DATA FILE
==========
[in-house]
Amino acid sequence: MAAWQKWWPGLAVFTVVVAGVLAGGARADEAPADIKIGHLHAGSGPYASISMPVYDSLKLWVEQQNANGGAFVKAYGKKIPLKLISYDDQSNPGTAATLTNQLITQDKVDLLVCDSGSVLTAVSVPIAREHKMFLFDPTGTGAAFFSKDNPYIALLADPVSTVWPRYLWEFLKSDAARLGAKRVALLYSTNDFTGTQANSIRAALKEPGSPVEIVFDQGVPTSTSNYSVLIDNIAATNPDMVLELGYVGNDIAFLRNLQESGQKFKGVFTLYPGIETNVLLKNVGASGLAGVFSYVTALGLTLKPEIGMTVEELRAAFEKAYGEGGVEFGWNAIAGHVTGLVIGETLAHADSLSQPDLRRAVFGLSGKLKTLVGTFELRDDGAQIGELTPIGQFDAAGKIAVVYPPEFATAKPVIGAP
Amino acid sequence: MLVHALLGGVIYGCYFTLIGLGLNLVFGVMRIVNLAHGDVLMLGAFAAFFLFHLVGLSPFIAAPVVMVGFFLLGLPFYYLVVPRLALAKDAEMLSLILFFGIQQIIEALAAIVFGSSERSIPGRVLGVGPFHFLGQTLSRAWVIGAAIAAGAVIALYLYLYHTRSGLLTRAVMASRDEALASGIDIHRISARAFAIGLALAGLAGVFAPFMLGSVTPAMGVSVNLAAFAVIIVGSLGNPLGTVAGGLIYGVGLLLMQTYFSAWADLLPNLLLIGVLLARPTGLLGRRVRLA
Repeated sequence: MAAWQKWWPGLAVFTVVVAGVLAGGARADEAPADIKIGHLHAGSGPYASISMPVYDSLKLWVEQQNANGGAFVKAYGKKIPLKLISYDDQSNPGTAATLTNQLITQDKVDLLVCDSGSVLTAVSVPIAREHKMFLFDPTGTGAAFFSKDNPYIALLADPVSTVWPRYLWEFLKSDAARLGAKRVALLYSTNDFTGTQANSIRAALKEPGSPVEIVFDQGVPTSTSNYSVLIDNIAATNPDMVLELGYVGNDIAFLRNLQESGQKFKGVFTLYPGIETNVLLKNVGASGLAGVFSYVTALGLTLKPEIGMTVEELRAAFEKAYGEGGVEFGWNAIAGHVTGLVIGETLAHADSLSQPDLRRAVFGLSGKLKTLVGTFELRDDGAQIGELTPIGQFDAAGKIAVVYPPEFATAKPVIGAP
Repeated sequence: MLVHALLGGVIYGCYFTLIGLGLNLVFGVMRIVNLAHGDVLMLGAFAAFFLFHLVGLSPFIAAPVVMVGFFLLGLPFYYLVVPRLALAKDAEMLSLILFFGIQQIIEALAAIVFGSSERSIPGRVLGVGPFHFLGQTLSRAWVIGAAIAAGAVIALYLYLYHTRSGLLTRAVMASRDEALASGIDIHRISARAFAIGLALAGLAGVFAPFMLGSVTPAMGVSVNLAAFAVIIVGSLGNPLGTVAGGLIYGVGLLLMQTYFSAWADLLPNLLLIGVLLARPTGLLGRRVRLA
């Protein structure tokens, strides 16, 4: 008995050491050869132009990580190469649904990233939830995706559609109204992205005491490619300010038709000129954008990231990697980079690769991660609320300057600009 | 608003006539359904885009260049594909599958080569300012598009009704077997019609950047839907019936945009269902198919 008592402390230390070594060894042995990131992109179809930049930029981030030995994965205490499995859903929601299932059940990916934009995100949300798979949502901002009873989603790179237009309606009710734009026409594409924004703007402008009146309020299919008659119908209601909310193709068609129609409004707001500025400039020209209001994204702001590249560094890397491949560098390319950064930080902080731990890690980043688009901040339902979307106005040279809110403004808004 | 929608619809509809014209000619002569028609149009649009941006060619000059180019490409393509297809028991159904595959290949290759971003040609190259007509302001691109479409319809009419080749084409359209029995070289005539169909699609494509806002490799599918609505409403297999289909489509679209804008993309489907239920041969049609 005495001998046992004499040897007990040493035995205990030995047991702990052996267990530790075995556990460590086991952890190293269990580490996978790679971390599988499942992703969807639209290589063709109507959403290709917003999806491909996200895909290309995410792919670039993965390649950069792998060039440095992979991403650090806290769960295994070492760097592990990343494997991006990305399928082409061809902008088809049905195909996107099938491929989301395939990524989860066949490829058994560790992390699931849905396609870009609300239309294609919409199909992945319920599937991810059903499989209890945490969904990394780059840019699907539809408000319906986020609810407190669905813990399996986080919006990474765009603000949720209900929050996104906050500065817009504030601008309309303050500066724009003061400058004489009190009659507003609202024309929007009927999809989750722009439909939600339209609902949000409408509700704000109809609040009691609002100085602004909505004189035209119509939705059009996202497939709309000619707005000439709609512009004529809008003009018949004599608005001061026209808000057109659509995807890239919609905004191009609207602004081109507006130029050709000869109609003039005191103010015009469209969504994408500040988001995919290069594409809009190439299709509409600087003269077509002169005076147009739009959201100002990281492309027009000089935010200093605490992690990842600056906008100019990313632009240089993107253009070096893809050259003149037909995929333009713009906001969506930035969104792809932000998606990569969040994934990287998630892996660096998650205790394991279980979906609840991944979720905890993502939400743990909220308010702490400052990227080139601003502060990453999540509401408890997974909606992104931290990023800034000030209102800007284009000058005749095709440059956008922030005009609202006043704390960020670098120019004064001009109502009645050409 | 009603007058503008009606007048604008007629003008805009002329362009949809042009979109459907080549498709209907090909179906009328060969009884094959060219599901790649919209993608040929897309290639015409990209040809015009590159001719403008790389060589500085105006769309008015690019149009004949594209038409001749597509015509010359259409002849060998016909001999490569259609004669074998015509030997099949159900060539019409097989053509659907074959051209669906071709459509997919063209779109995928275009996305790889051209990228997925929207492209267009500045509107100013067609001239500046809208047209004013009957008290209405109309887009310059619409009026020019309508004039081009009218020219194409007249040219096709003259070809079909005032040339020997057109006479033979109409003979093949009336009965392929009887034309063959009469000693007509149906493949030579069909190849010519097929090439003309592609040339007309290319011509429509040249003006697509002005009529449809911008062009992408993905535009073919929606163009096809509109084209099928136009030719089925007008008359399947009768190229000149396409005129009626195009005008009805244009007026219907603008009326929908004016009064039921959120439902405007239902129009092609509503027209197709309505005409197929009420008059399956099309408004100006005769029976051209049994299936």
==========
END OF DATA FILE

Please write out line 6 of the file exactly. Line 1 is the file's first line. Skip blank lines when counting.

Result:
């Protein structure tokens, strides 16, 4: 008995050491050869132009990580190469649904990233939830995706559609109204992205005491490619300010038709000129954008990231990697980079690769991660609320300057600009 | 608003006539359904885009260049594909599958080569300012598009009704077997019609950047839907019936945009269902198919 008592402390230390070594060894042995990131992109179809930049930029981030030995994965205490499995859903929601299932059940990916934009995100949300798979949502901002009873989603790179237009309606009710734009026409594409924004703007402008009146309020299919008659119908209601909310193709068609129609409004707001500025400039020209209001994204702001590249560094890397491949560098390319950064930080902080731990890690980043688009901040339902979307106005040279809110403004808004 | 929608619809509809014209000619002569028609149009649009941006060619000059180019490409393509297809028991159904595959290949290759971003040609190259007509302001691109479409319809009419080749084409359209029995070289005539169909699609494509806002490799599918609505409403297999289909489509679209804008993309489907239920041969049609 005495001998046992004499040897007990040493035995205990030995047991702990052996267990530790075995556990460590086991952890190293269990580490996978790679971390599988499942992703969807639209290589063709109507959403290709917003999806491909996200895909290309995410792919670039993965390649950069792998060039440095992979991403650090806290769960295994070492760097592990990343494997991006990305399928082409061809902008088809049905195909996107099938491929989301395939990524989860066949490829058994560790992390699931849905396609870009609300239309294609919409199909992945319920599937991810059903499989209890945490969904990394780059840019699907539809408000319906986020609810407190669905813990399996986080919006990474765009603000949720209900929050996104906050500065817009504030601008309309303050500066724009003061400058004489009190009659507003609202024309929007009927999809989750722009439909939600339209609902949000409408509700704000109809609040009691609002100085602004909505004189035209119509939705059009996202497939709309000619707005000439709609512009004529809008003009018949004599608005001061026209808000057109659509995807890239919609905004191009609207602004081109507006130029050709000869109609003039005191103010015009469209969504994408500040988001995919290069594409809009190439299709509409600087003269077509002169005076147009739009959201100002990281492309027009000089935010200093605490992690990842600056906008100019990313632009240089993107253009070096893809050259003149037909995929333009713009906001969506930035969104792809932000998606990569969040994934990287998630892996660096998650205790394991279980979906609840991944979720905890993502939400743990909220308010702490400052990227080139601003502060990453999540509401408890997974909606992104931290990023800034000030209102800007284009000058005749095709440059956008922030005009609202006043704390960020670098120019004064001009109502009645050409 | 009603007058503008009606007048604008007629003008805009002329362009949809042009979109459907080549498709209907090909179906009328060969009884094959060219599901790649919209993608040929897309290639015409990209040809015009590159001719403008790389060589500085105006769309008015690019149009004949594209038409001749597509015509010359259409002849060998016909001999490569259609004669074998015509030997099949159900060539019409097989053509659907074959051209669906071709459509997919063209779109995928275009996305790889051209990228997925929207492209267009500045509107100013067609001239500046809208047209004013009957008290209405109309887009310059619409009026020019309508004039081009009218020219194409007249040219096709003259070809079909005032040339020997057109006479033979109409003979093949009336009965392929009887034309063959009469000693007509149906493949030579069909190849010519097929090439003309592609040339007309290319011509429509040249003006697509002005009529449809911008062009992408993905535009073919929606163009096809509109084209099928136009030719089925007008008359399947009768190229000149396409005129009626195009005008009805244009007026219907603008009326929908004016009064039921959120439902405007239902129009092609509503027209197709309505005409197929009420008059399956099309408004100006005769029976051209049994299936």